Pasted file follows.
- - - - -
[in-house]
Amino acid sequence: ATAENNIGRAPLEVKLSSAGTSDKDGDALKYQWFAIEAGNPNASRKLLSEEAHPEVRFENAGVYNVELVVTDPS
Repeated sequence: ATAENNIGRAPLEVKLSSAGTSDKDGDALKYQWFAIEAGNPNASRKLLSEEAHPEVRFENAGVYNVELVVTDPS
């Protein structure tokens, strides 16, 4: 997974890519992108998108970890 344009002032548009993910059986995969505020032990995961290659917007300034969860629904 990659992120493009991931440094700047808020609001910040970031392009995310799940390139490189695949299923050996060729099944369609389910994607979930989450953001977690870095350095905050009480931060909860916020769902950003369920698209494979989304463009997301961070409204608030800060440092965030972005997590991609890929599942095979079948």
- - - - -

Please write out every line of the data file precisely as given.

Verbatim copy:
[in-house]
Amino acid sequence: ATAENNIGRAPLEVKLSSAGTSDKDGDALKYQWFAIEAGNPNASRKLLSEEAHPEVRFENAGVYNVELVVTDPS
Repeated sequence: ATAENNIGRAPLEVKLSSAGTSDKDGDALKYQWFAIEAGNPNASRKLLSEEAHPEVRFENAGVYNVELVVTDPS
């Protein structure tokens, strides 16, 4: 997974890519992108998108970890 344009002032548009993910059986995969505020032990995961290659917007300034969860629904 990659992120493009991931440094700047808020609001910040970031392009995310799940390139490189695949299923050996060729099944369609389910994607979930989450953001977690870095350095905050009480931060909860916020769902950003369920698209494979989304463009997301961070409204608030800060440092965030972005997590991609890929599942095979079948």